The audio marketplace, including radio, podcasts and music, is on track to top pre-pandemic revenue numbers this year with total revenue pacing toward a three percent gain from a year ago in the U.S. That is according to PwC’s annual Global Entertainment and Media Outlook.
The forecast, now in its 23rd year, is the most granular of any released as analysts slice and dice the data to show which segments of the audio market are enjoying the fastest growth rates. This year PwC thinks total U.S. radio revenue will reach $21.9 billion, up more than $700 million from last year.
The number likely to get the attention of most people in radio is the total that comes from traditional radio advertising. The segment remains the biggest contributor to the overall radio market tally, and PwC forecasts it will rise 5.5% to $12.8 billion this year. It also estimates radio’s online ad revenue will add another $3.1 billion this year, a seven percent increase from 2021.
Despite slower car sales, PwC thinks satellite radio revenue will continue to climb in the U.S. It is projected to rise 3.4% to more than $6 billion. That includes a forecasted 15.5% increase in satellite radio advertising revenue, which analysts estimate will total $219 million this year.
“AM/FM radio still has an important role to play in the audio ecosystem,” the PwC report says. “Listening time was helped during the pandemic by radio news broadcasts, as people followed the changing situation day by day. Working from home also helped to boost radio consumption, though in-car listening was negatively affected because fewer people commuted to work. Little change in listening time is expected, because there continues to be a mix of working from home and commuting, and the radio will continue to provide entertainment.”
PwC notes that Morgan Stanley research found that AM/FM radio accounted for 36% of U.S. adult listening time in 2021, compared to 29% in 2020 and 42% in 2019. Still, it calls radio a “major contributor” to the wider music, radio and podcasts sector, accounting for 44.9% of global sector revenue in 2021, at $41.8 billion.
“In the U.S., AM/FM radio is still the most popular audio source in vehicles, and in-car listening will be a main battleground for radio players globally,” it says. “There’s competition in the form of infotainment systems and smartphones, which are increasingly used for audio consumption when driving.”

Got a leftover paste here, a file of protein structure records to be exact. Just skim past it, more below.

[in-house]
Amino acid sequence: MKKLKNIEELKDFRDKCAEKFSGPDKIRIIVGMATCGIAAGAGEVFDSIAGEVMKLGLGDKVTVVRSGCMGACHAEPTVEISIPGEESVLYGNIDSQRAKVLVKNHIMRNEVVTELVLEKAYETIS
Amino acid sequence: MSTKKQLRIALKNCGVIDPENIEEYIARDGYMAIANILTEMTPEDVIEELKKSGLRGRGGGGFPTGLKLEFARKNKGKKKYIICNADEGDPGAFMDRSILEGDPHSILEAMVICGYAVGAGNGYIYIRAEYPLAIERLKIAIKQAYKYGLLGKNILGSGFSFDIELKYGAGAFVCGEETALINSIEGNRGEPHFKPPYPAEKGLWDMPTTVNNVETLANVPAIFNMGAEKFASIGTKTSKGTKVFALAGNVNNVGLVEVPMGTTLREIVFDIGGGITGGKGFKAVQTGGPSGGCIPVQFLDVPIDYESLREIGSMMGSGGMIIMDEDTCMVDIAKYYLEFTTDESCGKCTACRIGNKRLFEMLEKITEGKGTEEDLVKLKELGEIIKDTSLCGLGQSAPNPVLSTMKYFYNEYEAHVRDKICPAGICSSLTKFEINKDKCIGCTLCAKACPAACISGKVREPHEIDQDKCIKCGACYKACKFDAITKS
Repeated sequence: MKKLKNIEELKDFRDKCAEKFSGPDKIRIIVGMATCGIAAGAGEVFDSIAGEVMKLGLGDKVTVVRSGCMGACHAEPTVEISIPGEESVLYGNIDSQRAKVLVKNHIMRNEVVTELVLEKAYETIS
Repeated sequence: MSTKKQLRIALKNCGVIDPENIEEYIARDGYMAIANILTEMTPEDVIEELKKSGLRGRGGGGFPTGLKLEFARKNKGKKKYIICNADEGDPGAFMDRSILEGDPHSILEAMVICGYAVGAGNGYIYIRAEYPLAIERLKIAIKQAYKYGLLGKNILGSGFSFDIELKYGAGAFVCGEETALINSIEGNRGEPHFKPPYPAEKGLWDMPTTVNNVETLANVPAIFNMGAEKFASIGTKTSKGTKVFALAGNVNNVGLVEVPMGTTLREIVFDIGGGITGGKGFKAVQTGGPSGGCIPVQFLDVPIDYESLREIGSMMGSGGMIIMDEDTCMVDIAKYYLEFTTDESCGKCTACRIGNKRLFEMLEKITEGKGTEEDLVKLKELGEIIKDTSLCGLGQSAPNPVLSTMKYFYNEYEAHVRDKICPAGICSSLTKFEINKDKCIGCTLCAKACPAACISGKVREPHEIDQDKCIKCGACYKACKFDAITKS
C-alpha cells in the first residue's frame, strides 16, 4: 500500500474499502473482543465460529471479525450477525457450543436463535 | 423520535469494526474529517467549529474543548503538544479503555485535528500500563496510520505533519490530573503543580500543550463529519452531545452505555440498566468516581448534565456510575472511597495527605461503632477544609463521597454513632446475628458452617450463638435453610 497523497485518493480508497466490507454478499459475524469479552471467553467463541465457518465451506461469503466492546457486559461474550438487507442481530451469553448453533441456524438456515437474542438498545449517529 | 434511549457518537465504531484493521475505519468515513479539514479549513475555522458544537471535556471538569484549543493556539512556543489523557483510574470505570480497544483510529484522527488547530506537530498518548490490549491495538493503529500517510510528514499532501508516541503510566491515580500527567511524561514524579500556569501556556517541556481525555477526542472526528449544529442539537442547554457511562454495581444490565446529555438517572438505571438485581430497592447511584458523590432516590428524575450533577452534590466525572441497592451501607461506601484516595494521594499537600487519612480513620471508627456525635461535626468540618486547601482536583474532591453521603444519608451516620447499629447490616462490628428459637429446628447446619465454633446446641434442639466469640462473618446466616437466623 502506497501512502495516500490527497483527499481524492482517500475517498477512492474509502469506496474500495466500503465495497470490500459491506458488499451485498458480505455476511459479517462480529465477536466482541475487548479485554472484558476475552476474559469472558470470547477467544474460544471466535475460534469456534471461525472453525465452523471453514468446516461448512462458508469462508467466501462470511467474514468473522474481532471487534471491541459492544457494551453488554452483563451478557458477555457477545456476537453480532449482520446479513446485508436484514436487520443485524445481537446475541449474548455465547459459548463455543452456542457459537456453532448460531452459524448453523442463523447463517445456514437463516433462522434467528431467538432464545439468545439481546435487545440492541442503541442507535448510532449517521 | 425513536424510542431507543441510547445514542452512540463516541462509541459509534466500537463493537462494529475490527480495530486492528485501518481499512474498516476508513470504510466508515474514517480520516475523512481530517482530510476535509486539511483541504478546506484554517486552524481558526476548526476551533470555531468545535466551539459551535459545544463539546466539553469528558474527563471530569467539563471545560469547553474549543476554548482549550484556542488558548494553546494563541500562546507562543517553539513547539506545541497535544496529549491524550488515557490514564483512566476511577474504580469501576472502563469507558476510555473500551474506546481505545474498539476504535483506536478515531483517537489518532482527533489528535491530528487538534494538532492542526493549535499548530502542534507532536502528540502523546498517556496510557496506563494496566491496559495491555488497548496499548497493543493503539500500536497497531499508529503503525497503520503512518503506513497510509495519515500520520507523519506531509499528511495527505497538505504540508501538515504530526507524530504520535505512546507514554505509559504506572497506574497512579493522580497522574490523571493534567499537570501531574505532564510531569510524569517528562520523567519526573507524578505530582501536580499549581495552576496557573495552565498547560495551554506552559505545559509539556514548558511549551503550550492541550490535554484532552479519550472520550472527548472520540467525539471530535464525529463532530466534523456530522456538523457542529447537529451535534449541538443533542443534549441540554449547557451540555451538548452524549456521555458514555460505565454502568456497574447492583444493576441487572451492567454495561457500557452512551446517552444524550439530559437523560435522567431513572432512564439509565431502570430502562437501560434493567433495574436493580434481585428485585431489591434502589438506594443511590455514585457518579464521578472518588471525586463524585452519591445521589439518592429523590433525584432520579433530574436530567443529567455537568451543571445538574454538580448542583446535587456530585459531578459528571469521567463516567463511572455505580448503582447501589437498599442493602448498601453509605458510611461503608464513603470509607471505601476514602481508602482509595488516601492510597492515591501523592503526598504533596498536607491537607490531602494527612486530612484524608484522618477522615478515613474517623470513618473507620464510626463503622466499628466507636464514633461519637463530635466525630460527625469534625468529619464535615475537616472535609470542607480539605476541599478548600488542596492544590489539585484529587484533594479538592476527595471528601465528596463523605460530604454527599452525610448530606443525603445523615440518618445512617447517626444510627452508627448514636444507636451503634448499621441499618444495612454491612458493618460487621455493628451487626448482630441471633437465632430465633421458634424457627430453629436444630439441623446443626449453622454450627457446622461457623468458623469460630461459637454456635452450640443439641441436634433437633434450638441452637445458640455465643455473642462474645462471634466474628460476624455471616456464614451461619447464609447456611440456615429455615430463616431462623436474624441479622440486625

Even so, the U.S continues to host the world’s largest radio market, accounting for 50.7% of the segment’s global revenue according to PwC. It also thinks the “counter measures” taken by broadcasters to expand their digital businesses, especially in podcasting, have allowed the industry to “bounce back” in 2021.
Podcast revenue is expected to grow at a quicker pace than radio. PwC estimates U.S. podcast revenue will climb 15% to slightly more than $1.2 billion in 2022.
The number of global podcast monthly listeners will hit 1.5 billion in 2026, up from 895 million in 2021 according to PwC, which thinks the Asia Pacific region will see the largest absolute gains thanks to the large populations of India and China. PwC thinks those two countries will be responsible for over half of new monthly podcast listeners during the next five years. But for now, the U.S. continues to have the world’s second-largest podcast market by audience size, after China.
PwC says today’s tally of just over 150 million U.S. monthly podcast listeners in 2021, is set to increase at a 4.1% annual growth rate to reach 184 million monthly listeners in 2026.
Worldwide, PwC says there is “still a way to go before the consumer interest in podcasts is effectively monetized.” But that is not the case in the U.S. “The monetization of podcasts is much further along the curve than in other markets,” the report says. It notes podcast ad revenue broke through the $1 billion mark for the first time in 2021. And U.S. podcast revenue is expected to increase at an annual rate of 11.7% to be worth $1.8 billion in 2026.
The podcast outlook reflects what PwC sees happening in the marketplace for streaming music services. It forecasts they will close in on radio with $13.2 billion in total revenue this year in the U.S., a 15% increase from a year ago. And by 2026, PwC thinks the digital streaming music services will have $16.3 billion in total revenue versus $16.7 billion for AM/FM radio.
PwC says streaming accounted for 76.3% of total recorded music revenue in 2021, compared with 57.1% in 2017. “The music streaming market has become intensely competitive,” it says.